R. Andrew Byrd, Ph.D.
Center for Structural Biology
Bldg. 538/Room 110
Frederick, MD 21702-1201
The Structural Biophysics Laboratory (SBL) focuses on solution structural biology and biophysics aimed at understanding and regulating the mechanism of action of proteins and nucleic acids. The major structural tool for the SBL is nuclear magnetic resonance (NMR) spectroscopy, and the Laboratory has a very strong interdisciplinary approach to understanding biochemical and biological mechanisms. Technologies incorporated in the research program include solution X-ray scattering, fluorescence and circular dichroism spectroscopy, mass spectrometry, calorimetry and novel binding methodologies including SPR and microscale thermophoresis. Research in the Byrd laboratory (Macromolecular NMR Section) focuses on protein-protein interactions in the ubiquitin-proteasome regulation pathway and the area of ADP-ribosylation factor (Arf) family of GTP-binding proteins and their regulators, the Arf GTPase-activating proteins (Arf GAPs). We seek to provide detailed structural and mechanistic insight, which we combine with collaborations in molecular and cell biology to inform and modulate biological function
Dr. Byrd received his Ph.D. from the University of South Carolina, specializing in high-resolution biomolecular NMR. He was a postdoctoral fellow and subsequently a research officer in the Molecular Biophysics Laboratory of the National Research Council of Canada, where he investigated biological membranes by solid-state NMR. Following a period as a senior investigator at the Center for Drugs and Biologics/FDA, he established the Macromolecular NMR Section of the ABL-Basic Research Program at the NCI-Frederick in 1992. He chaired the Experimental NMR Conference in 1992 and co-chaired the International Conference on Magnetic Resonance in Biological Systems in 1996. Dr. Byrd served as Chief of the Structural Biophysics Laboratory in the Center for Cancer Research, NCI from 1999-2017. He has served on multiple drug discovery panels for NCI and served as the Director of the Molecular Discovery Program from 2009-2011. Dr. Byrd continues his work as a Senior Investigator in the Center for Structural Biology. He has been very active with the Protein Data Bank (PDB), serving on the Advisory Committee of the world-wide PDB 2004-present, chair of this committee 2015-2018, and on the Advisory Committee of the RCSB PDB since 2009.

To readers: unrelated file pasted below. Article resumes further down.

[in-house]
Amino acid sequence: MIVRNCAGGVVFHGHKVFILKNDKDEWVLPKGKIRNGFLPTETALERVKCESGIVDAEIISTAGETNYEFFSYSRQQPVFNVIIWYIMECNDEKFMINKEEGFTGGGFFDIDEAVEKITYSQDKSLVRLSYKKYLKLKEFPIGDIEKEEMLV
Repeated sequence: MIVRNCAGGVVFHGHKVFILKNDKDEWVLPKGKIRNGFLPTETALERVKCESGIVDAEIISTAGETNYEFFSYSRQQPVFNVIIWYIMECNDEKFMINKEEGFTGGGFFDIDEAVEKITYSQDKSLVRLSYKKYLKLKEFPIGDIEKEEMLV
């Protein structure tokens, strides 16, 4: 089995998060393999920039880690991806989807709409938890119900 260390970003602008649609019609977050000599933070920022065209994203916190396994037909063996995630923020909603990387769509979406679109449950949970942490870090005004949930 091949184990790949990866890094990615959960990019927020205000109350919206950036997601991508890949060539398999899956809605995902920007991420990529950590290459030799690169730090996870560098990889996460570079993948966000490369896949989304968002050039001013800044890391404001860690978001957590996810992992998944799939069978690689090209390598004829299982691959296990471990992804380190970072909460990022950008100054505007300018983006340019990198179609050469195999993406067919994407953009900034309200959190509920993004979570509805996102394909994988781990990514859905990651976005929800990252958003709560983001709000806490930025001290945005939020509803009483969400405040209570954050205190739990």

Chakrabarti KS, Li J, Das R, Byrd RA. Conformational Dynamics and Allostery in E2:E3 Interactions Drive Ubiquitination: gp78 and Ube2g2. Structure. 2017;25(5):794-805.e5.
Chao FA, Byrd RA. Geometric Approximation: A New Computational Approach To Characterize Protein Dynamics from NMR Adiabatic Relaxation Dispersion Experiments. J Am Chem Soc. 2016;138(23):7337-45.
Das R, Liang YH, Mariano J, Li J, Huang T, King A, Tarasov SG, Weissman AM, Ji X, Byrd RA. Allosteric regulation of E2:E3 interactions promote a processive ubiquitination machine. EMBO J. 2013;32(18):2504-16.
Cecchi F, Pajalunga D, Fowler CA, Uren A, Rabe DC, Peruzzi B, Macdonald NJ, Blackman DK, Stahl SJ, Byrd RA, Bottaro DP. Targeted disruption of heparan sulfate interaction with hepatocyte and vascular endothelial growth factors blocks normal and oncogenic signaling. Cancer Cell. 2012;22(2):250-62.
Das R, Mariano J, Tsai YC, Kalathur RC, Kostova Z, Li J, Tarasov SG, McFeeters RL, Altieri AS, Ji X, Byrd RA, Weissman AM. Allosteric activation of E2-RING finger-mediated ubiquitylation by a structurally defined specific E2-binding region of gp78. Mol Cell. 2009;34(6):674-85.
Related Scientific Focus Areas
Biomedical Engineering and Biophysics
Molecular Biology and Biochemistry
This page was last updated on December 7th, 2020